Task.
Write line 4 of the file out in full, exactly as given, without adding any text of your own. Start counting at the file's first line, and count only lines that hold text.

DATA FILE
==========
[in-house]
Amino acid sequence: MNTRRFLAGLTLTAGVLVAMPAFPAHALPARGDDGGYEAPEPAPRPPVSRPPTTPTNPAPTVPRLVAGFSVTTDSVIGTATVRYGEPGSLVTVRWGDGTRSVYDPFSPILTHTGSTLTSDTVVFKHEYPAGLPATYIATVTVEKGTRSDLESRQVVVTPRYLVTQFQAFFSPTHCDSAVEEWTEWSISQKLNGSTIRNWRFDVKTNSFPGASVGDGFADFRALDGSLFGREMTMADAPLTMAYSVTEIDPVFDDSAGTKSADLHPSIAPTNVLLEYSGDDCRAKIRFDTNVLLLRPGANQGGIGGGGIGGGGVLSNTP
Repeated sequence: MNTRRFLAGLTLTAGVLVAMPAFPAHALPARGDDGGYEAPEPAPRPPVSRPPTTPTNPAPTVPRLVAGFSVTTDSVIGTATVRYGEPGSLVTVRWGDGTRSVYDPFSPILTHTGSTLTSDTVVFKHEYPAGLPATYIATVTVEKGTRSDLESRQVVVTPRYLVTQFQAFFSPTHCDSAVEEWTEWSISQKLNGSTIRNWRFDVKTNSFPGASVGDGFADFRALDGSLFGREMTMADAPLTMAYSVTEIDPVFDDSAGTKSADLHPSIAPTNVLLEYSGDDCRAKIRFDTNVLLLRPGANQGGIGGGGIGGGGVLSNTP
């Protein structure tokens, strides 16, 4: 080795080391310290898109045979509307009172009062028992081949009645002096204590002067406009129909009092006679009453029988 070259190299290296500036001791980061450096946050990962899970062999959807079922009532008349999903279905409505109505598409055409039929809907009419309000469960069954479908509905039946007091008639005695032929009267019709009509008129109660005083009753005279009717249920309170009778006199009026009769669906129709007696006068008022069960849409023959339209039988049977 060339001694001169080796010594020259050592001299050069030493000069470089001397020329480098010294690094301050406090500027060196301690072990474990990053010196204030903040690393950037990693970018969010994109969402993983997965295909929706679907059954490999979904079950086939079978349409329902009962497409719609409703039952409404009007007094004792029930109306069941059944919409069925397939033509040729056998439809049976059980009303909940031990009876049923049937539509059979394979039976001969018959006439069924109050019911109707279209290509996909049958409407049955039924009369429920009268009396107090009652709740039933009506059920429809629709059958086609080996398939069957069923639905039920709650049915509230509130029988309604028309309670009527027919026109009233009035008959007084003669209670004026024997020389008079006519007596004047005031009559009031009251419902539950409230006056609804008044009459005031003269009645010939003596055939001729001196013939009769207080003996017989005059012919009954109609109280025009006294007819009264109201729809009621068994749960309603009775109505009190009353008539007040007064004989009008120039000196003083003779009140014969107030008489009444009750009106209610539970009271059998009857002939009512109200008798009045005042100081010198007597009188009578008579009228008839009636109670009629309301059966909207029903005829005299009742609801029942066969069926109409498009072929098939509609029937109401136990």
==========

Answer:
């Protein structure tokens, strides 16, 4: 080795080391310290898109045979509307009172009062028992081949009645002096204590002067406009129909009092006679009453029988 070259190299290296500036001791980061450096946050990962899970062999959807079922009532008349999903279905409505109505598409055409039929809907009419309000469960069954479908509905039946007091008639005695032929009267019709009509008129109660005083009753005279009717249920309170009778006199009026009769669906129709007696006068008022069960849409023959339209039988049977 060339001694001169080796010594020259050592001299050069030493000069470089001397020329480098010294690094301050406090500027060196301690072990474990990053010196204030903040690393950037990693970018969010994109969402993983997965295909929706679907059954490999979904079950086939079978349409329902009962497409719609409703039952409404009007007094004792029930109306069941059944919409069925397939033509040729056998439809049976059980009303909940031990009876049923049937539509059979394979039976001969018959006439069924109050019911109707279209290509996909049958409407049955039924009369429920009268009396107090009652709740039933009506059920429809629709059958086609080996398939069957069923639905039920709650049915509230509130029988309604028309309670009527027919026109009233009035008959007084003669209670004026024997020389008079006519007596004047005031009559009031009251419902539950409230006056609804008044009459005031003269009645010939003596055939001729001196013939009769207080003996017989005059012919009954109609109280025009006294007819009264109201729809009621068994749960309603009775109505009190009353008539007040007064004989009008120039000196003083003779009140014969107030008489009444009750009106209610539970009271059998009857002939009512109200008798009045005042100081010198007597009188009578008579009228008839009636109670009629309301059966909207029903005829005299009742609801029942066969069926109409498009072929098939509609029937109401136990």